NHS is to test scrapping the four hour A&E targetBMJ 2019; 364 doi: https://doi.org/10.1136/bmj.l1148 (Published 12 March 2019) Cite this as: BMJ 2019;364:l1148
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As doctors practising in both primary and secondary care, we have seen the pernicious effect of targets that result in clinical priorities being overridden by management priorities, and result in stretched resources being directed to those with less clinical need. The pressure put onto doctors to admit patients, possibly unnecessarily, to avoid breaking 4-hour targets is certainly a notable example but the same effect is evident with all the targets. For instance, 2ww cancer targets have made it near impossible to expedite those patients with very high clinical suspicion of cancer, who need to be seen urgently in the next available clinic, over those with lower suspicion of cancer but who have red flag features and are nearing the 2-week deadline.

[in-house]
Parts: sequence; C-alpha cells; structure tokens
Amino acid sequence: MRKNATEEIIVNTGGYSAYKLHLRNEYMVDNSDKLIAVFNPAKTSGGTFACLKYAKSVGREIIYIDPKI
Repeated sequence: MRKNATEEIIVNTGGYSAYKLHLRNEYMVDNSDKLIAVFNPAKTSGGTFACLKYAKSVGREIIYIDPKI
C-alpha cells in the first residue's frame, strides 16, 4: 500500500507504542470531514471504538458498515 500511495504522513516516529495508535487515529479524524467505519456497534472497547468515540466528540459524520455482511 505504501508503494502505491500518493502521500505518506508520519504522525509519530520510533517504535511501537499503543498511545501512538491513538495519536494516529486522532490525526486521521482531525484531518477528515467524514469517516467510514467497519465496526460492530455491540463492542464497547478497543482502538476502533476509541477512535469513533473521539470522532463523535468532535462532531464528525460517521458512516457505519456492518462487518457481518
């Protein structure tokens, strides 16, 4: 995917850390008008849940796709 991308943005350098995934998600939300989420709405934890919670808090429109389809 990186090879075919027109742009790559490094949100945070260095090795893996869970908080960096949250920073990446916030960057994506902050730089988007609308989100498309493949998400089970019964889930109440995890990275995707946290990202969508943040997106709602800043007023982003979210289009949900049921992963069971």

As with A&E targets, the most appropriate way to reduce this dysfunctional effect, whilst still providing meaningful measurable outcomes to hold providers and commissioners to account, would be to move to an average or mean waiting time target.
Similarly with the 18 week waiting target for elective care an average waiting time would allow providers to reduce the number of elective operations that require inpatient admissions in the winter period by expediting or delaying cases by a few weeks, for instance performing more day case procedures between January and March, and less hip replacements. This would help avoid the wholesale cancellation of operations that occurred last winter.
Changes away from such simplistic NHS targets are to be welcomed.
Competing interests: No competing interests